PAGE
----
An amendment to the National Defense Authorization Act (NDAA) by Reps. Adam Smith (D-WA) and Justin Amash (R-MI) would have barred military detention of terrorism suspects arrested in the U.S. regardless of their nationality. Smith outlined the argument for his amendment last night:
What we’ve learned in the last 10 years is one power [the president] does not need the power to indefinitely detain or place in military custody people in the United States. Our justice system works.
But House Republicans hit back hard at the bipartisan amendment, attacking it as providing additional rights to foreign terrorists. This morning, the House defeated the Smith-Amash amendment in favor of a competing amendment sponsored by Reps. Jeff Landry (R-LA), Louie Gohmert (R-TX) and Scott Rigell (R-VA). Their amendment, which passed this morning, prohibits the government from denying U.S. citizens their constitutional rights.
Amash slammed the all-Republican sponsored amendment as doing nothing but providing political cover for House Republicans who disingenuously claim to care about civil liberties, telling his House colleagues last night:
The first part of the amendment does nothing. In other words, if you have constitutional rights, then you have constitutional rights.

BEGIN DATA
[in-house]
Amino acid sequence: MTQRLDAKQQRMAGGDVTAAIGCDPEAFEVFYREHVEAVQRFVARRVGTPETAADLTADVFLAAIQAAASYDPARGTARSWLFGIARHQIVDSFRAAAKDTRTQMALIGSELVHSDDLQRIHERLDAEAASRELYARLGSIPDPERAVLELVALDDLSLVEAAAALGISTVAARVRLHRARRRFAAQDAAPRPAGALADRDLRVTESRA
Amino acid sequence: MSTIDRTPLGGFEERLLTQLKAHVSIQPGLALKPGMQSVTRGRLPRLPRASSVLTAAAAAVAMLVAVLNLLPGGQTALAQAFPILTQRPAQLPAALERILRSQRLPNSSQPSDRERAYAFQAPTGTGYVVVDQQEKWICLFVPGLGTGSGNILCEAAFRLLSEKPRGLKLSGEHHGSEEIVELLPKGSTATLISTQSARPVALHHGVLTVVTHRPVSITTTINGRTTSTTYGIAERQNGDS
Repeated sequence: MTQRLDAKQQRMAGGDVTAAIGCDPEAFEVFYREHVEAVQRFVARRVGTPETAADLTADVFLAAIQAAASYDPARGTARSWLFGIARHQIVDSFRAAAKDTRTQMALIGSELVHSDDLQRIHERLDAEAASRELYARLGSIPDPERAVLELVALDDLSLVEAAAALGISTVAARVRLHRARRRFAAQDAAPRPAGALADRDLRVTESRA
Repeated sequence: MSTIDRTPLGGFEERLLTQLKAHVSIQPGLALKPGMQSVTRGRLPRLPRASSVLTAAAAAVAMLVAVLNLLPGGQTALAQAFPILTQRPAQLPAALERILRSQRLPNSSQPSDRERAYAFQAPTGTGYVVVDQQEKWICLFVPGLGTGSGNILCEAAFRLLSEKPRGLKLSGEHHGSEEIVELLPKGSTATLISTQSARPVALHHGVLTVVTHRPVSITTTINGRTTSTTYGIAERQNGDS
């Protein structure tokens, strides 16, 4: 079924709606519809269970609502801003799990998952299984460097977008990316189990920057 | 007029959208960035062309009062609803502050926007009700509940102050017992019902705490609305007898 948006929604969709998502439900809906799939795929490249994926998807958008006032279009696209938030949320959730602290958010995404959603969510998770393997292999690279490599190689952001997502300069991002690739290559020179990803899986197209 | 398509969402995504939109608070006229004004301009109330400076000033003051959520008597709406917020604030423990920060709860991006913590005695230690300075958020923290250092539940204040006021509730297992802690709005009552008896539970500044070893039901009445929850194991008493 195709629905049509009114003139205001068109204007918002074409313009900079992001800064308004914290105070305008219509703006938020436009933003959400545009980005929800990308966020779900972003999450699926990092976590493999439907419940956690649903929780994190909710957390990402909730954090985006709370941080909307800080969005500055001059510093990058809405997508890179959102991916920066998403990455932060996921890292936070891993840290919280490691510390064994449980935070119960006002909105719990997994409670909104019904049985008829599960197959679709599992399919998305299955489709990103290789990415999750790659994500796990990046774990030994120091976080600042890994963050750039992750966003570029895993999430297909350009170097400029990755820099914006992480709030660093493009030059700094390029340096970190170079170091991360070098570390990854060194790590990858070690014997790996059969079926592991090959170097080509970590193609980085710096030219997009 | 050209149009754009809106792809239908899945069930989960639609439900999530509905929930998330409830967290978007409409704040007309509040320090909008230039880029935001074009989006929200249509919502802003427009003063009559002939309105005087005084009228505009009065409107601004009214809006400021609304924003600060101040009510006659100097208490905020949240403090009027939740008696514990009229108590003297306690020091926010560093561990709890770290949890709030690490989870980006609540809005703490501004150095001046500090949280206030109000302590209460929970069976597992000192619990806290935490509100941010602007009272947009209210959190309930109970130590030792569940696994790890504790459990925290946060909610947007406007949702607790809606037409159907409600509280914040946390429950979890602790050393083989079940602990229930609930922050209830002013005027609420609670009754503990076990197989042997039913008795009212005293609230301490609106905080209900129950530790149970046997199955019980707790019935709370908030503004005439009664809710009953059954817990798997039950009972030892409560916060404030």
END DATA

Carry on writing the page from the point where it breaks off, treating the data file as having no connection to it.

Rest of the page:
While the battle in Congress over the detention provisions in the NDAA may have come to an end with the defeat of the Smith-Nash amendment and the passage of the competing Republican amendment, legal and political challenges may await the NDAA in the very near future.
On Wednesday, a federal judge in New York issued a temporary injunction, finding that the detainee provisions in the current NDAA are unconstitutional.
And the White House, in a statement [PDF] released on Tuesday evening, listed a series of objections with the pending NDAA including: restrictions on the implementation of the New START treaty; limits on reductions for the U.S.’s nuclear arsenal; and new restrictions on the transfer of Guantanamo detainees. Moreover, the White House objected to the overall size of the bill, which surpasses President Obama’s request by $3.7 billion and exceeds the Budget Control Act spending caps by $8 billion, and threatened to veto the NDAA if sent to the President in its current form.